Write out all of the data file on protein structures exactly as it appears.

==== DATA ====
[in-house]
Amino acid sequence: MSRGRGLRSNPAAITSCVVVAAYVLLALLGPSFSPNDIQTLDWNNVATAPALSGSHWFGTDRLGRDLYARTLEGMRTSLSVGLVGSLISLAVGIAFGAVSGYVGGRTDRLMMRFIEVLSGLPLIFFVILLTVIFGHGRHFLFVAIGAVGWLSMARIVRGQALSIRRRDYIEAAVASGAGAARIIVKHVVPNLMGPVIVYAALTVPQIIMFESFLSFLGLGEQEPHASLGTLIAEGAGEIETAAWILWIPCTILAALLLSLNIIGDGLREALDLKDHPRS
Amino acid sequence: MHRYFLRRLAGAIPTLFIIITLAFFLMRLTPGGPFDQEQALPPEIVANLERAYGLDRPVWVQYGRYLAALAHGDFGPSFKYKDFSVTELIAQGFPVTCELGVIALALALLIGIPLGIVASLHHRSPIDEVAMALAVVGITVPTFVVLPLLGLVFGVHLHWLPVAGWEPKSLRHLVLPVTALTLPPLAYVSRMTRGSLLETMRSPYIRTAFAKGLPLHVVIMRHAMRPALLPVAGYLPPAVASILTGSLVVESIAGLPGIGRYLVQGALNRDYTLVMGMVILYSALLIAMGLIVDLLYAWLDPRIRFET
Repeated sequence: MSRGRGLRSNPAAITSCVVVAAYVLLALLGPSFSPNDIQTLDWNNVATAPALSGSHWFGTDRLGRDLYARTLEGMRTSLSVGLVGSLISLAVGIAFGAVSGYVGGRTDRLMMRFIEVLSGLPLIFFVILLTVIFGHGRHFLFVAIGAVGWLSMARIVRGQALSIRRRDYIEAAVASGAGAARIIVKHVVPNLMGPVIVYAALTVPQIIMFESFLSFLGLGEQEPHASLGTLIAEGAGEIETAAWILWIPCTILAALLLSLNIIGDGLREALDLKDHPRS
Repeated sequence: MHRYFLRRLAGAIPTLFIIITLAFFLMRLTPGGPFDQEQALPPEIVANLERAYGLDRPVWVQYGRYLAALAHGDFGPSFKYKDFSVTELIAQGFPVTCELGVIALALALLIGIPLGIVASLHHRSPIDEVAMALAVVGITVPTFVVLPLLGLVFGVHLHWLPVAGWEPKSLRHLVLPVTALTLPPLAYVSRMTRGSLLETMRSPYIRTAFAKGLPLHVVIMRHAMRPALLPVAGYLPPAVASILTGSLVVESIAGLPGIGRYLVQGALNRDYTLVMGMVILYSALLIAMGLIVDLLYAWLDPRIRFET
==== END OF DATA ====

[in-house]
Amino acid sequence: MSRGRGLRSNPAAITSCVVVAAYVLLALLGPSFSPNDIQTLDWNNVATAPALSGSHWFGTDRLGRDLYARTLEGMRTSLSVGLVGSLISLAVGIAFGAVSGYVGGRTDRLMMRFIEVLSGLPLIFFVILLTVIFGHGRHFLFVAIGAVGWLSMARIVRGQALSIRRRDYIEAAVASGAGAARIIVKHVVPNLMGPVIVYAALTVPQIIMFESFLSFLGLGEQEPHASLGTLIAEGAGEIETAAWILWIPCTILAALLLSLNIIGDGLREALDLKDHPRS
Amino acid sequence: MHRYFLRRLAGAIPTLFIIITLAFFLMRLTPGGPFDQEQALPPEIVANLERAYGLDRPVWVQYGRYLAALAHGDFGPSFKYKDFSVTELIAQGFPVTCELGVIALALALLIGIPLGIVASLHHRSPIDEVAMALAVVGITVPTFVVLPLLGLVFGVHLHWLPVAGWEPKSLRHLVLPVTALTLPPLAYVSRMTRGSLLETMRSPYIRTAFAKGLPLHVVIMRHAMRPALLPVAGYLPPAVASILTGSLVVESIAGLPGIGRYLVQGALNRDYTLVMGMVILYSALLIAMGLIVDLLYAWLDPRIRFET
Repeated sequence: MSRGRGLRSNPAAITSCVVVAAYVLLALLGPSFSPNDIQTLDWNNVATAPALSGSHWFGTDRLGRDLYARTLEGMRTSLSVGLVGSLISLAVGIAFGAVSGYVGGRTDRLMMRFIEVLSGLPLIFFVILLTVIFGHGRHFLFVAIGAVGWLSMARIVRGQALSIRRRDYIEAAVASGAGAARIIVKHVVPNLMGPVIVYAALTVPQIIMFESFLSFLGLGEQEPHASLGTLIAEGAGEIETAAWILWIPCTILAALLLSLNIIGDGLREALDLKDHPRS
Repeated sequence: MHRYFLRRLAGAIPTLFIIITLAFFLMRLTPGGPFDQEQALPPEIVANLERAYGLDRPVWVQYGRYLAALAHGDFGPSFKYKDFSVTELIAQGFPVTCELGVIALALALLIGIPLGIVASLHHRSPIDEVAMALAVVGITVPTFVVLPLLGLVFGVHLHWLPVAGWEPKSLRHLVLPVTALTLPPLAYVSRMTRGSLLETMRSPYIRTAFAKGLPLHVVIMRHAMRPALLPVAGYLPPAVASILTGSLVVESIAGLPGIGRYLVQGALNRDYTLVMGMVILYSALLIAMGLIVDLLYAWLDPRIRFET